Oxford University Press's
Academic Insights for the Thinking World

  • Author: Art Hobson

Quantum fields

Some say everything is made of atoms, but this is far from true. Light, radio, and other radiations aren’t made of atoms. Protons, neutrons, and electrons aren’t made of atoms, although atoms are made of them. Most importantly, 95% of the universe’s energy comes in the form of dark matter and dark energy, and these aren’t made of atoms. The central message of our most fundamental physical theory, namely quantum physics, is that everything is made of quantized fields.

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Schrödinger’s cat, aka quantum measurement problem

It’s been 116 years since Max Planck introduced the quantum idea, yet experts still disagree about quantum fundamentals. My previous post on the wave-particle duality problem, argued the universe is made of fields, not particles, and that photons, electrons, and other quanta are extended bundles of field energy that often act in particle-like ways.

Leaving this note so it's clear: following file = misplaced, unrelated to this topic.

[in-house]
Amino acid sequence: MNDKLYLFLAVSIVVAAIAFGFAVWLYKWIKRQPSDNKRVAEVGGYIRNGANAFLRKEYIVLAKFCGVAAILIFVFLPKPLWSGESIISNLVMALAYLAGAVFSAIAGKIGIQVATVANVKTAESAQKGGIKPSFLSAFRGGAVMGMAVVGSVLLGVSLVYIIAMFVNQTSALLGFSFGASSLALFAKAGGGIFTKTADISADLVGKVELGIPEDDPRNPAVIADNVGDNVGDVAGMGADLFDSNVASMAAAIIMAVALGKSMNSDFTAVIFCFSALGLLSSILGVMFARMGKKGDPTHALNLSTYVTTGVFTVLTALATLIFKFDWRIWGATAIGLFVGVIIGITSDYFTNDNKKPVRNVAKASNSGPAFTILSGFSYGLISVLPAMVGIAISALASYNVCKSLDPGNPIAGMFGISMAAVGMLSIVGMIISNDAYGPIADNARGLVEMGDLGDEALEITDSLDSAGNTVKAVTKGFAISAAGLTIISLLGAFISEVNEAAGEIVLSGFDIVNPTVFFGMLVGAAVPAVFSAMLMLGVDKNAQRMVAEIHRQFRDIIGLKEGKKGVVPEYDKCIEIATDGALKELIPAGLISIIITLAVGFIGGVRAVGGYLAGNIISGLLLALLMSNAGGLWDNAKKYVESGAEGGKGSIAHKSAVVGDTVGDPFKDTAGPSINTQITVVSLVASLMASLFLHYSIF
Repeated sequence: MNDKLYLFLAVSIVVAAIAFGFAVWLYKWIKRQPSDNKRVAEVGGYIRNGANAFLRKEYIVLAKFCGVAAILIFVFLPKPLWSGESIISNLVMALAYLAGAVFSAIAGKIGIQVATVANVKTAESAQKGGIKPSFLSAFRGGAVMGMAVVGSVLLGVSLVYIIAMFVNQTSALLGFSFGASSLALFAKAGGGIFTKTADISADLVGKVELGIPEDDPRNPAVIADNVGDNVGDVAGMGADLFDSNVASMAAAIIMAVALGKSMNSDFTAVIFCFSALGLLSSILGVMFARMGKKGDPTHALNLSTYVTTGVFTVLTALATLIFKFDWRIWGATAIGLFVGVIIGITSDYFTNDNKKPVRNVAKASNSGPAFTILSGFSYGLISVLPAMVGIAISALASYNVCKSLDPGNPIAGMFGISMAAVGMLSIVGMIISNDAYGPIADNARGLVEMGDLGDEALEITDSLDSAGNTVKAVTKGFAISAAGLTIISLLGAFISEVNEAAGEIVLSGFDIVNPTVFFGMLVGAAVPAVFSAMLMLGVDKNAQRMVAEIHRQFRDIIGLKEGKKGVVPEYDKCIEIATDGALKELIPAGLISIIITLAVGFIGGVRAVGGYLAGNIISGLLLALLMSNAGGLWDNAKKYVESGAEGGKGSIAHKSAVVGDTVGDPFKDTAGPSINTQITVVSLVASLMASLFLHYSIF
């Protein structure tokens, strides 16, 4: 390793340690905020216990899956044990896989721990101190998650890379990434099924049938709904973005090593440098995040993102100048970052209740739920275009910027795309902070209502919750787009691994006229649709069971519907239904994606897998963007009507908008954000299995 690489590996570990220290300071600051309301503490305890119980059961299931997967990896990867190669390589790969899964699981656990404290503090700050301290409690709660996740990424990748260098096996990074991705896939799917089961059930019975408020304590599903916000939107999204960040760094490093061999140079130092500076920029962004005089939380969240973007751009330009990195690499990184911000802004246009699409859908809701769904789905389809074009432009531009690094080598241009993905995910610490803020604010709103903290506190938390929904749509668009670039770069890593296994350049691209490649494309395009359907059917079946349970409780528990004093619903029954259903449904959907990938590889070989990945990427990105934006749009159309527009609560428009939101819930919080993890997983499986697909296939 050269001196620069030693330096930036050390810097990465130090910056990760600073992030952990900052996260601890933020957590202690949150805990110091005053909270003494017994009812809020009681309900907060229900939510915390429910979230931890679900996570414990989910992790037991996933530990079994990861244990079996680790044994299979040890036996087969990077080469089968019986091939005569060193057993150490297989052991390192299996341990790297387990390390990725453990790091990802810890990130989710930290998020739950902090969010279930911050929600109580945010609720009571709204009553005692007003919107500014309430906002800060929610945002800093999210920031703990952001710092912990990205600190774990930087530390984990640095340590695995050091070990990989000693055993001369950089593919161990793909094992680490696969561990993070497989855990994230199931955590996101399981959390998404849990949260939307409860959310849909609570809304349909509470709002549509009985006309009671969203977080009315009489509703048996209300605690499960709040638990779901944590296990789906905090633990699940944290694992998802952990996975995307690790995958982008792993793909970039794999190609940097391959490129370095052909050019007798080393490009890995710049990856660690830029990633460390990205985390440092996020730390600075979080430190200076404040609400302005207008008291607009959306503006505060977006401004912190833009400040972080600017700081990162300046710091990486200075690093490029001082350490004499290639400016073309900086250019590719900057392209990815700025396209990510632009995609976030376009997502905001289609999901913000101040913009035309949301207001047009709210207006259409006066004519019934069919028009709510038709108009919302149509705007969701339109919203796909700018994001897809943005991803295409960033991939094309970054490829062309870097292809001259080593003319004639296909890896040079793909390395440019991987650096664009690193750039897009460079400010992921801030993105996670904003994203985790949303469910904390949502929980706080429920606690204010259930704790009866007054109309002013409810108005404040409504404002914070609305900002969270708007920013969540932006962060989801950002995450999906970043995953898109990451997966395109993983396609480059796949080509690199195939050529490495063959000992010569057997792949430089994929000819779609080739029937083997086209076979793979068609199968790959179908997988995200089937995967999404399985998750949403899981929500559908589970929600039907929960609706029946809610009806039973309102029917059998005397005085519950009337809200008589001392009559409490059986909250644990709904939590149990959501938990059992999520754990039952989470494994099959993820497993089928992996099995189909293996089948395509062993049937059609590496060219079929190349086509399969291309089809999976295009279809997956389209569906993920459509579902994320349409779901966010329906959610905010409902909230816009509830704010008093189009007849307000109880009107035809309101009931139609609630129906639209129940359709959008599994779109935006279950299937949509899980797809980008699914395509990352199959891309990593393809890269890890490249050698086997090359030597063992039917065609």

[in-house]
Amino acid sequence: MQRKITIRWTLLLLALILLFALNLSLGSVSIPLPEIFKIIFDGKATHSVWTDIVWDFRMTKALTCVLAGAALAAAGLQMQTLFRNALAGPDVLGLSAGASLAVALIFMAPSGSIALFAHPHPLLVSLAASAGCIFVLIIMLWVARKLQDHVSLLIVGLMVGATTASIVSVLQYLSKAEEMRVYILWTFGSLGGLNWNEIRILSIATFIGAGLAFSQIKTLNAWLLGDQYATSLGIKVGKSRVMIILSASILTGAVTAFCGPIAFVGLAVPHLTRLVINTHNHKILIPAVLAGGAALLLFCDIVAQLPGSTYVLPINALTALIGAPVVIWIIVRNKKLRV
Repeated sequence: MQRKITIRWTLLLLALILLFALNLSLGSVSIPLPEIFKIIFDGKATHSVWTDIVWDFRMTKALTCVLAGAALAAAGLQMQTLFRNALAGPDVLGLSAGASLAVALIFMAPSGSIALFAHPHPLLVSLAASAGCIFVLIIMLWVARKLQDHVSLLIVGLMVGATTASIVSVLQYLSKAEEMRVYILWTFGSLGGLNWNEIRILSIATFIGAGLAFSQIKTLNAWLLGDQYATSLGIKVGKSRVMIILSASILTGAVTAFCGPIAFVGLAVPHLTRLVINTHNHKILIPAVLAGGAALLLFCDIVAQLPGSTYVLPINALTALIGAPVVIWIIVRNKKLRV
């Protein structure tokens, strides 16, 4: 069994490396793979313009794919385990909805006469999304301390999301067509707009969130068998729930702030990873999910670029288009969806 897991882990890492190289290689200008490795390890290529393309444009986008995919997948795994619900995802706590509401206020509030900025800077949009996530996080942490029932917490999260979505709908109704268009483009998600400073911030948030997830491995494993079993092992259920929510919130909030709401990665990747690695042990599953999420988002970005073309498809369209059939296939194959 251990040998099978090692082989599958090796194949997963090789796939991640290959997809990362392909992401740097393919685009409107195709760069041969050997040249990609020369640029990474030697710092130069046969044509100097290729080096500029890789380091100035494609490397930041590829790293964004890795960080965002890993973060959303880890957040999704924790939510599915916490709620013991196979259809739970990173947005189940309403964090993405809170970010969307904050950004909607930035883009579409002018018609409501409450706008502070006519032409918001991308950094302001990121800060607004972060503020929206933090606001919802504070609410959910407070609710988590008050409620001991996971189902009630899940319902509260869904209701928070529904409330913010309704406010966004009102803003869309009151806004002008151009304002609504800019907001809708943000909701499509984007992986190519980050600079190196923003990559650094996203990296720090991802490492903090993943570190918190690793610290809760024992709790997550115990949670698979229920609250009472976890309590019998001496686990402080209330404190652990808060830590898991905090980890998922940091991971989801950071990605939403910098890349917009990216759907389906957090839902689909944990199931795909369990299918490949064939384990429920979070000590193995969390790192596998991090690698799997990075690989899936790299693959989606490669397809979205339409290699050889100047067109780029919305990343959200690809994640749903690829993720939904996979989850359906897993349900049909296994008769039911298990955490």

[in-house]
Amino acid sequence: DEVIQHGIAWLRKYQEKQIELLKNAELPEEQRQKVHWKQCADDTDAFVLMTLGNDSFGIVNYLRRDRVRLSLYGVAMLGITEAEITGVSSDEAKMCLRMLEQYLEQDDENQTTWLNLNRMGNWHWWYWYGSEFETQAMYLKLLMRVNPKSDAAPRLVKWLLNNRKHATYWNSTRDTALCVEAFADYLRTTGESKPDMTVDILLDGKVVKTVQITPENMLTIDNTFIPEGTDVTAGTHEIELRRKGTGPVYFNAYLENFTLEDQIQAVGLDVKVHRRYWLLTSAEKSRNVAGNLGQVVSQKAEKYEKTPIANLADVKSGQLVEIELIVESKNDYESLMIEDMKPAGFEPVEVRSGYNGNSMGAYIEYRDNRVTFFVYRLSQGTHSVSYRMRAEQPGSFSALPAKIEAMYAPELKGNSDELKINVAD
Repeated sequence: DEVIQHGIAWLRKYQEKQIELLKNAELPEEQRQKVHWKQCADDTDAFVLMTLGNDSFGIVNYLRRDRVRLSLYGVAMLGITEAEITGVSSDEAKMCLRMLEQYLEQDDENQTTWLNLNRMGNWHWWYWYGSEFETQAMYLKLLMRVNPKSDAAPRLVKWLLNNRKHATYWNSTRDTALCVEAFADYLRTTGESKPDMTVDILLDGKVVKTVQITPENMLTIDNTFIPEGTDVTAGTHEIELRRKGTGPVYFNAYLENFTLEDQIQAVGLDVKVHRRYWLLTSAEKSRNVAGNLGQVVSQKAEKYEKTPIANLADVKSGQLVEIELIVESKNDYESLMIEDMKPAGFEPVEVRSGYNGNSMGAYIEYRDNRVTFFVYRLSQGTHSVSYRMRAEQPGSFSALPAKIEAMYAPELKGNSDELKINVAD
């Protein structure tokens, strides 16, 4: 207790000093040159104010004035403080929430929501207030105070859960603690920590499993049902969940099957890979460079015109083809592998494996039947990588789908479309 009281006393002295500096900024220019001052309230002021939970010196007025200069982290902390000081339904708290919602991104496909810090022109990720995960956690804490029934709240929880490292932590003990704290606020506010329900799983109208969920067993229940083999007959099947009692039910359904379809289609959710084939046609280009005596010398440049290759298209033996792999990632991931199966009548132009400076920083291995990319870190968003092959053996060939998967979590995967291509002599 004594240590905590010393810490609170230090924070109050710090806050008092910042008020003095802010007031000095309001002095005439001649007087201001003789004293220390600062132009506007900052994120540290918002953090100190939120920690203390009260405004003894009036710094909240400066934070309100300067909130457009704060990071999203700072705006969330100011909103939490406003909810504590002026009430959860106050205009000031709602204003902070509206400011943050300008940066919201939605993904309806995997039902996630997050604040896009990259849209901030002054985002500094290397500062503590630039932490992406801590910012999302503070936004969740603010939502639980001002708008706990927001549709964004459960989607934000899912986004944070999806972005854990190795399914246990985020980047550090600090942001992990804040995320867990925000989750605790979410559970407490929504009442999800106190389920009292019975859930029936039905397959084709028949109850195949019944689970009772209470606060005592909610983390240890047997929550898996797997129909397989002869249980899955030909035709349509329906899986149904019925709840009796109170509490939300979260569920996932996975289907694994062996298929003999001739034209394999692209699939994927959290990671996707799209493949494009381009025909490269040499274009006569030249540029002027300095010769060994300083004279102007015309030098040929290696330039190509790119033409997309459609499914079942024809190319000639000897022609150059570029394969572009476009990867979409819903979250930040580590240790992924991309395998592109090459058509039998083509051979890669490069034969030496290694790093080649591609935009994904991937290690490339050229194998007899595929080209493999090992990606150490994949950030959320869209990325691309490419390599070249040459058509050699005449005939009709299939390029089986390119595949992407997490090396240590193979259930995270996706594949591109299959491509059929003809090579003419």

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Is the universe made of fields or particles?

A few ancient Greek philosophers seriously considered this question and concluded that everything is made of tiny particles moving in empty space. The key 17th-century scientist Isaac Newton agreed, but a century later, Thomas Young’s experiments convinced him and others that light, at least, was a wave, and Michael Faraday and James Maxwell showed that light and other radiations such as infrared and radio are waves in a universal “electromagnetic field.”

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